Along with Tang, Camargo and Chavarri, six other students established Beta Gamma Omega at WKU, including junior Pedram Pishbin.

Pishbin is from Iran and believes Beta Gamma Omega will serve as a “bridge” between cultures and students of all ethnicities.

“With the values we share, with our differences, we make the experience unique,” Pishbin said in discussing the brotherhood he has experienced at Beta Gamma Omega.

Beta Gamma Omega is still not recognized as a legitimate fraternal chapter by the Interfraternity Council (IFC) at WKU.

To become part of IFC, a chapter must have a minimum of 20 members and a constitution approved by a lawyer.

“Last semester we focused a lot on starting this fraternity, and this semester we’re focusing on having members,” Chavarri said. “And the main goal is to be on IFC.”

With that goal in mind, Chavarri and other founding members began writing Beta Gamma Omega’s constitution and bylaws last semester and also worked to create a fraternity logo, symbol and shield.

The members of Beta Gamma Omega chose the wolf as their fraternity animal and established a system of dues.

Dues will start this fall 2017 semester and will only be $50 per semester. With the money accumulated through dues, Beta Gamma Omega aims to buy flags, shirts and a crest.

Since Beta Gamma Omega currently has no alumni and does not receive money from outside donors, the fraternity is not yet able to buy its own house. However, once the chapter is further established and resources are more plentiful, a house on campus will be of top priority.

Until then, Beta Gamma Omega will hold meetings at the Zuheir Sofia-Dero Downing Building along State Street, which will serve as their “house.”

Aside from necessary finances, Chavarri wishes to keep Beta Gamma Omega away from excessive monetization.

“We’re doing this not for money, not for nothing. We’re doing this for the future of international people,” Chavarri said.

In keeping with this mission, Beta Gamma Omega’s philanthropy is through the International Center of Kentucky, where its primary focus will be aiding refugees and donating money raised via fundraisers and events.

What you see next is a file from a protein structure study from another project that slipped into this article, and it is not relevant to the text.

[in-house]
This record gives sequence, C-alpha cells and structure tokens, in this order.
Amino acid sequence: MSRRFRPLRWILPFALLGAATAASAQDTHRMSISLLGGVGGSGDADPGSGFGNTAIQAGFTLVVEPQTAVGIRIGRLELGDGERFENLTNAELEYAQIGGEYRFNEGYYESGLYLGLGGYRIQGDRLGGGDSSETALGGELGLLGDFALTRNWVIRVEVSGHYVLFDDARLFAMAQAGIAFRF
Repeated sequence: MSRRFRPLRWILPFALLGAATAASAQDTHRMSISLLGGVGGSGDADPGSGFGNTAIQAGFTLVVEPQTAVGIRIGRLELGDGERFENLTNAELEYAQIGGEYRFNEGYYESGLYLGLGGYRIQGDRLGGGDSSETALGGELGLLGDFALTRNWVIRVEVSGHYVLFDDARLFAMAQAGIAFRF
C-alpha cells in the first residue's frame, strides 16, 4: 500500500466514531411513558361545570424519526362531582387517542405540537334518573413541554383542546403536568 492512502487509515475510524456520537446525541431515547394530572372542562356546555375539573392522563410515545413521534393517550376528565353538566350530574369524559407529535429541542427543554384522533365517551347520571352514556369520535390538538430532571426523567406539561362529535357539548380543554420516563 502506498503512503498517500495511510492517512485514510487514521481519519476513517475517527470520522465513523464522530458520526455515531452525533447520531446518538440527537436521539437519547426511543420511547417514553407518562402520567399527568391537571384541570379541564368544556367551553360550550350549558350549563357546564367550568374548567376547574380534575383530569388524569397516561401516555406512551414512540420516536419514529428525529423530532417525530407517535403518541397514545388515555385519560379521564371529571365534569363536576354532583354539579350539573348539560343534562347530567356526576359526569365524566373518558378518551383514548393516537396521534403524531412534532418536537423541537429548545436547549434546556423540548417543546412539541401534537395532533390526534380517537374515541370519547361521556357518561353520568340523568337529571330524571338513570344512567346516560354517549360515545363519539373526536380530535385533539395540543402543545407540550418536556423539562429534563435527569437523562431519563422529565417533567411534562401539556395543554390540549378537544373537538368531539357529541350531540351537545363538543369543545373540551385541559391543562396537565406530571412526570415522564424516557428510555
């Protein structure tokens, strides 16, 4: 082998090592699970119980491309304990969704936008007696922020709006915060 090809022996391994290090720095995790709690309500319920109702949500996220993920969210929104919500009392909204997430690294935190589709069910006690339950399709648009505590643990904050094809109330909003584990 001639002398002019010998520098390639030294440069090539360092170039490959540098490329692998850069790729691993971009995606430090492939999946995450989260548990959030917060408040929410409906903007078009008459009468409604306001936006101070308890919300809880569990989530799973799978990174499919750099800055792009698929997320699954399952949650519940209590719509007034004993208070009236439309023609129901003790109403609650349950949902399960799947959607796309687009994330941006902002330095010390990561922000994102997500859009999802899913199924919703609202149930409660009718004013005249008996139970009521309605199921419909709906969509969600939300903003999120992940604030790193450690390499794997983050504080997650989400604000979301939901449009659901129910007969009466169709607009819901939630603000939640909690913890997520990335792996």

Beta Gamma Omega is dedicated to its philanthropy and mission to serve international students nationwide, but is also just like any other fraternity on campus.

“We don’t want to look like a club. We are a fraternity at its core. We just want to add something to it,” Pishbin said.

Beta Gamma Omega’s first day of rush took place Tuesday at the Zuheir Sofia-Dero Downing Building.

Arranged in a circle, seated on maroon plush couches and chairs, was an ethnic assortment of founding fathers and eager rushees, getting to know one another and laughing all the while.

“We wanted to explain we’re building this from the bottom,” Chavarri said after the first day of rush. “We want a group of guys we can hang out and have fun with.”

Pakistani senior Muhammad Khan was one of 15 rushees present.

Khan said he loves meeting people from different cultures and hopes to make Beta Gamma Omega a competitive fraternity.

“I believe that American students and international students have a very fine line, which is just waiting to be crossed. Once that line is crossed, there is no difference in cultures,” said Khan when asked if international and American students struggle to understand one another.

Beta Gamma Omega’s next day of rush will start in front of the Preston Center on Friday, Sept.1 at 4:30 p.m. and move to South Lawn, where activities like soccer and frisbee will be held.

“With us, we can do a lot for Western, we can do a lot for internationalization,” Tang said. “We are always hopeful, positive, and we’re trying to spread that message to our guys.”

Reporter Griffin Fletcher can be reached at 270-745-2688 or [email protected].